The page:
Low ECB interest rates hitting savers, warns Merkel successor
The European Central Bank's low interest rate policy is causing problems for savers and thought should be given to curbing its duration, Annegret Kramp-Karrenbauer, leader of Germany's Christian Democrats (CDU) has said.
Ms Kramp-Karrenbauer, who succeeded Chancellor Angela Merkel as CDU leader in December, stressed in an interview with Frankfurter Allgemeine Zeitung that the ECB is independent and should remain so.
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"At the same time, one has to look to the future at whether the low interest rate phase should not, nonetheless, be curbed a bit," she said in the interview. "Because the effect of these low interest rates is problematic, among other things because people with conventional savings deposits - including many in Germany - do not benefit from them."
She told the newspaper: "And when yields are so low, capital flows out of Europe. That is why we must ensure we continue to have leeway in monetary policy, but at the same time, make monetary policy sustainable and very sensible. That is now a task for Christine Lagarde."
Ms Lagarde, a former French finance minister and International Monetary Fund director since 2011, was tapped by European leaders last week to replace Mario Draghi as ECB president. Ms Kramp-Karrenbauer's comments reflect frustration in Germany with the ECB's record-low interest rates, which many believe are deployed to support weaker southern European economies, and leave German savers with poor returns for their financial prudence.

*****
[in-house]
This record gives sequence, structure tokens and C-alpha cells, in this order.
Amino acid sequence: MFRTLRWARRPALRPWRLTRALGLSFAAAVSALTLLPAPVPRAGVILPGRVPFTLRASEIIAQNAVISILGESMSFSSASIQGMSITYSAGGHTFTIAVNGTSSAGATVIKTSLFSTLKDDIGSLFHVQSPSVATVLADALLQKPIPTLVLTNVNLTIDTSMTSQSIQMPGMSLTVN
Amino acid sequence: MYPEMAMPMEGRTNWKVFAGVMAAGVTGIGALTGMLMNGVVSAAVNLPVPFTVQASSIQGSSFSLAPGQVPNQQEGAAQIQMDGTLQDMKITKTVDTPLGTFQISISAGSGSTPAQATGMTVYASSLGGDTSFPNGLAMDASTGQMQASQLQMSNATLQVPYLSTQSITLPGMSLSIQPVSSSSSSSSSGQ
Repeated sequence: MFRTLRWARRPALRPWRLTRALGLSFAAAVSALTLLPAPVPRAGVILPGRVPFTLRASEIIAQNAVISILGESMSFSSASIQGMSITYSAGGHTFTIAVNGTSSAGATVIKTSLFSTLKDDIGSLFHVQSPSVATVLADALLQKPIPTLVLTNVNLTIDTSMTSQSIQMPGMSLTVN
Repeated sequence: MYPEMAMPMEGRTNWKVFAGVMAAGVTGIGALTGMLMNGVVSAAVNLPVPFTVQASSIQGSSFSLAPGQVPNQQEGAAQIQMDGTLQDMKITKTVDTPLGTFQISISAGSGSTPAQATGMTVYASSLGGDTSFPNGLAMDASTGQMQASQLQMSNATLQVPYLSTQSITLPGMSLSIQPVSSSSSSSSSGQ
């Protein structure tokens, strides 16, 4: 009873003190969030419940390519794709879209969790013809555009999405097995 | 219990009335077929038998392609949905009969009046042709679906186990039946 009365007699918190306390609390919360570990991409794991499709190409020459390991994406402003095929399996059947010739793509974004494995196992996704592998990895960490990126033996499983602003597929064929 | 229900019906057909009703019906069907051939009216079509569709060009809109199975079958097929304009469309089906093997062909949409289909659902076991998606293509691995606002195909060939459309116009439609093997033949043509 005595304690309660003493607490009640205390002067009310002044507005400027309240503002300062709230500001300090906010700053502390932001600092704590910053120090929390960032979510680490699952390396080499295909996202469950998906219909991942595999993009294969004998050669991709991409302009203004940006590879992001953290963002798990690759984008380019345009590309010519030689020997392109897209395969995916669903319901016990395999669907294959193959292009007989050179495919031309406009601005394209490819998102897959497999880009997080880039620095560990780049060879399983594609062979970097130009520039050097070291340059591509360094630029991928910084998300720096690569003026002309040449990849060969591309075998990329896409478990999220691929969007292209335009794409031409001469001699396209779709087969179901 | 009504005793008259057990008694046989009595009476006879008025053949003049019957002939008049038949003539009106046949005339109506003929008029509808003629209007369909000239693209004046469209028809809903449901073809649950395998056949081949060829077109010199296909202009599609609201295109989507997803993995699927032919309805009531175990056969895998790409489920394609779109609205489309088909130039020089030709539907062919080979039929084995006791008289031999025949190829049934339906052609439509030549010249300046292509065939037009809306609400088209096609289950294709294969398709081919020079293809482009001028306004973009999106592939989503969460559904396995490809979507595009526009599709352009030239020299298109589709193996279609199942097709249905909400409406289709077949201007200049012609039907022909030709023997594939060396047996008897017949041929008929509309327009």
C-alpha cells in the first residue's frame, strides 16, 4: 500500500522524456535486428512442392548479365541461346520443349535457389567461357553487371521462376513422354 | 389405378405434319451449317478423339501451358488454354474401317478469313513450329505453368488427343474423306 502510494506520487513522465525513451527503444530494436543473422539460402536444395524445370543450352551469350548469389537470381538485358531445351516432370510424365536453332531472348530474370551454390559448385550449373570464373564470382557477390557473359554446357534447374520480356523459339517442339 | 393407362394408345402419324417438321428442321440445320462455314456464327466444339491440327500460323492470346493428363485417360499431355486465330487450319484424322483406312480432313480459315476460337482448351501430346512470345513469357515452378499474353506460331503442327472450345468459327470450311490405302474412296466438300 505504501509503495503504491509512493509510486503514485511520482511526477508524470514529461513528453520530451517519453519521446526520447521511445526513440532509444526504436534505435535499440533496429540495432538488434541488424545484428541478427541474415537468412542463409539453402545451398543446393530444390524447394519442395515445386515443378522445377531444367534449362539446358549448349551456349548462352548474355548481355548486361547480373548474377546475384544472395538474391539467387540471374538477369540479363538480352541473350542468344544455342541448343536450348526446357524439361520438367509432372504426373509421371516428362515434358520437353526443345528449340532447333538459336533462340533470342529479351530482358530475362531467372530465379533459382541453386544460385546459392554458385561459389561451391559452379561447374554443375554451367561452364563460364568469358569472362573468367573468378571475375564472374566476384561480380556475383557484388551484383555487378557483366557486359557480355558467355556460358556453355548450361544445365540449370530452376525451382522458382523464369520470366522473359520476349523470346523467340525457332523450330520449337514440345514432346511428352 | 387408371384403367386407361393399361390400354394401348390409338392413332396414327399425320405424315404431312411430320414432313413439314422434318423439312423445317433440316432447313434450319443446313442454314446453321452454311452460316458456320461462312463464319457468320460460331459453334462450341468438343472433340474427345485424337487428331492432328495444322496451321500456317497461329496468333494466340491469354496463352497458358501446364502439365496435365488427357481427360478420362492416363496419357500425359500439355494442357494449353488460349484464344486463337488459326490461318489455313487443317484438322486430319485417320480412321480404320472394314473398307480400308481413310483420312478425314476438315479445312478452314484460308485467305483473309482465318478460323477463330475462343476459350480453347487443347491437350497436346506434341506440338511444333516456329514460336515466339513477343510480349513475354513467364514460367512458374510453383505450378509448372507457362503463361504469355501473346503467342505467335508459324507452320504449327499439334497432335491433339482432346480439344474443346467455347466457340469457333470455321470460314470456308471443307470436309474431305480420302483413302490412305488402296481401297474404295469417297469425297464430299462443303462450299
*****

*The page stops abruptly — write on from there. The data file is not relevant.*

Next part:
Her comments are nonetheless a rare, if veiled, criticism of the ECB's policy stance from a senior German politician. Since taking over as CDU leader, Ms Kramp-Karrenbauer has made a series of gaffes that have raised questions about her suitability to become Chancellor once Mrs Merkel relinquishes the post, which she plans to hold on to until 2021.
In March, Ms Kramp-Karrenbauer drew sharp criticism from her Social Democrat coalition partners for poking fun at transgender people in a light-hearted carnival speech.
In February, she was also ridiculed for addressing a high-profile meeting of her conservative CDU party by calling them Social Democrats.